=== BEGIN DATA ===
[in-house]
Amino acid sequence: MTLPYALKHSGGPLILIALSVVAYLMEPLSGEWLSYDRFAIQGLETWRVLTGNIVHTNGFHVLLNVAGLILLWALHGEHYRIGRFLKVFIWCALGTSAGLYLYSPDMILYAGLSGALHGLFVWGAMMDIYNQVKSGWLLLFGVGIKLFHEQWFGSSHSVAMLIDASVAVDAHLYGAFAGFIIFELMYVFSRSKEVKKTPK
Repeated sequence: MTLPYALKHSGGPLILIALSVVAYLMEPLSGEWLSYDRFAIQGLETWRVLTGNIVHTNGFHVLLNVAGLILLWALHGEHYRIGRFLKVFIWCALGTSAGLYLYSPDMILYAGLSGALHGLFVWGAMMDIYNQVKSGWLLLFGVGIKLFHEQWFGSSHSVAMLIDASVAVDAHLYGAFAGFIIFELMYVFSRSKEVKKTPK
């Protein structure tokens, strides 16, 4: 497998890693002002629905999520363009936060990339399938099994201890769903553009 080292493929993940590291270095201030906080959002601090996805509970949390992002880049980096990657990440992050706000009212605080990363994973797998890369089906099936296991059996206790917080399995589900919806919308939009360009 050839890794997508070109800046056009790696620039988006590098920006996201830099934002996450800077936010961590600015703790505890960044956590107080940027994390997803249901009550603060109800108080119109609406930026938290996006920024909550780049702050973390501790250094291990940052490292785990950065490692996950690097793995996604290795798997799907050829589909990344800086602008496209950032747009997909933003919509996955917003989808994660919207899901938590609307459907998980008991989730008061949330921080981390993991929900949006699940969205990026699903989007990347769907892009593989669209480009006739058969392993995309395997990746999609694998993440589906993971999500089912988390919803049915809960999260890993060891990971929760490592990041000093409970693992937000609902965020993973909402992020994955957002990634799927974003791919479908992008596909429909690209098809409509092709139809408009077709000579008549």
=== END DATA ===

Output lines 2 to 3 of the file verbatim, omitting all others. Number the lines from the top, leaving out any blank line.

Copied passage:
Amino acid sequence: MTLPYALKHSGGPLILIALSVVAYLMEPLSGEWLSYDRFAIQGLETWRVLTGNIVHTNGFHVLLNVAGLILLWALHGEHYRIGRFLKVFIWCALGTSAGLYLYSPDMILYAGLSGALHGLFVWGAMMDIYNQVKSGWLLLFGVGIKLFHEQWFGSSHSVAMLIDASVAVDAHLYGAFAGFIIFELMYVFSRSKEVKKTPK
Repeated sequence: MTLPYALKHSGGPLILIALSVVAYLMEPLSGEWLSYDRFAIQGLETWRVLTGNIVHTNGFHVLLNVAGLILLWALHGEHYRIGRFLKVFIWCALGTSAGLYLYSPDMILYAGLSGALHGLFVWGAMMDIYNQVKSGWLLLFGVGIKLFHEQWFGSSHSVAMLIDASVAVDAHLYGAFAGFIIFELMYVFSRSKEVKKTPK